I’m all for saving money where I can, so I have a crafty, DIY streak that comes out once in awhile. Less often since I figured out that it really is easier to buy some things than take the time to make them myself, but still, it does come out.
I’ve long admired Survival Straps, which are beautifully made and come in every color combination imaginable, but I do think they are much too expensive for what they are: cleverly knotted rope bracelets. The idea behind wearing this type of bracelet is that if you should ever find yourself in a situation in which a length of rope is urgently needed, you need look no further than the end of your arm. Just break the buckle and the bracelet unravels into several feet of cord. They’re cool and functional and, as my sister would say, “excitingly chunky” in their design, which makes them perfect for me!
Not willing to spend nearly $30 to get one, however, I picked up a different brand of bracelet at REI the other day for about $10.
I studied it, decided it can’t be that difficult to replicate, and headed off to the local Army/Navy store. I bought 100 feet of cord for about $8 and a plastic buckle for less than a dollar. Since a typical bracelet uses less than 10 feet of cord, that’s less than $2 (retail) in supplies for each.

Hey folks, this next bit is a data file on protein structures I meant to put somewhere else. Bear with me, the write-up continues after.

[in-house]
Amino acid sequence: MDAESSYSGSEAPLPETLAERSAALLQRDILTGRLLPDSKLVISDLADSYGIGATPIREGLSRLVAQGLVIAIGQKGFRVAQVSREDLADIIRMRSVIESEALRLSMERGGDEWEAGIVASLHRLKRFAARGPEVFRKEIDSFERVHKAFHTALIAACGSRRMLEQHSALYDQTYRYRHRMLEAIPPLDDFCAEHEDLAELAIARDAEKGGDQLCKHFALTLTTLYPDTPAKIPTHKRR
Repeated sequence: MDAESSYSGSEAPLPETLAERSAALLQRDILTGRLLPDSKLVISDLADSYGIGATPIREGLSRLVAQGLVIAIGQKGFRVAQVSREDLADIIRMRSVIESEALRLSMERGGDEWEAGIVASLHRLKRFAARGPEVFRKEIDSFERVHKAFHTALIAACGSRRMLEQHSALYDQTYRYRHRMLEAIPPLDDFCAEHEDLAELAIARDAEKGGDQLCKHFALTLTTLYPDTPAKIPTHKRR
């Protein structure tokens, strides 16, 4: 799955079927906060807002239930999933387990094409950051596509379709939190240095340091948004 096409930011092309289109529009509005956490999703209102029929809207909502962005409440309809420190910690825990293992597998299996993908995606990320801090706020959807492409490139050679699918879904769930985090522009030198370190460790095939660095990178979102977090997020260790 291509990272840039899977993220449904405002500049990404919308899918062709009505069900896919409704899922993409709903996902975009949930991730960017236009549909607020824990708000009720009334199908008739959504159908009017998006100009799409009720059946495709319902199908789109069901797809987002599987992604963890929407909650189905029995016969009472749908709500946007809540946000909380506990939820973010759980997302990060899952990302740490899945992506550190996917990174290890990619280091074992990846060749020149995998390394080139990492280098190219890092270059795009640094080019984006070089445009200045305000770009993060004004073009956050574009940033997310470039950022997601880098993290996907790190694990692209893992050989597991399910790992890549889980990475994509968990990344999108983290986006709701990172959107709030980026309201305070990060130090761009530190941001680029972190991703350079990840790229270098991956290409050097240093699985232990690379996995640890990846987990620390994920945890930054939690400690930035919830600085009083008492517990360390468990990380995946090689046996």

Next, I looked online for directions. Many options are available; I used this one.
People who are a bit more adept than I am at fine-motor tasks such as knot tying will sail right through this and have a finished bracelet in less than 10 minutes. It took me, um, a bit longer than that because knots confuse me, plus there’s that whole left-right alternating thing to keep track of. Overall, I think it came out reasonably well for a first one.
However, as you can see from the texture, the cord I got is not the pliable, smooth paracord I had expected. It is, I think, excessively chunky and stiff. If I decide to make more of these bracelets (or any of the other cool items you can make with the same technique, such as dog collars and leashes), I will be sure to get real paracord.